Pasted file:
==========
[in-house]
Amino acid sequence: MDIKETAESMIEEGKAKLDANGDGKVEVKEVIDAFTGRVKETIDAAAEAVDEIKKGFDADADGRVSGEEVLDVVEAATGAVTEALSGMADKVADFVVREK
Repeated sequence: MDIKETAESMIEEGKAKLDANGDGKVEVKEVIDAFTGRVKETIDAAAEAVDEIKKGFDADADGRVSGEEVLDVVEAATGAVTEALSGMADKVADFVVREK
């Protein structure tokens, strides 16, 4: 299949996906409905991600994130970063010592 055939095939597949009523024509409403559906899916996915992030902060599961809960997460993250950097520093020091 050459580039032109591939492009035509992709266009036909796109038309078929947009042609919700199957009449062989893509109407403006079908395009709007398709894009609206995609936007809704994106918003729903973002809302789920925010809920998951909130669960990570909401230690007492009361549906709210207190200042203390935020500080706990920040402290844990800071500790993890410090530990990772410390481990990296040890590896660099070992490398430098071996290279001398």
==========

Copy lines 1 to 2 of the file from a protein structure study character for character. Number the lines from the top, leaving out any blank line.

[in-house]
Amino acid sequence: MDIKETAESMIEEGKAKLDANGDGKVEVKEVIDAFTGRVKETIDAAAEAVDEIKKGFDADADGRVSGEEVLDVVEAATGAVTEALSGMADKVADFVVREK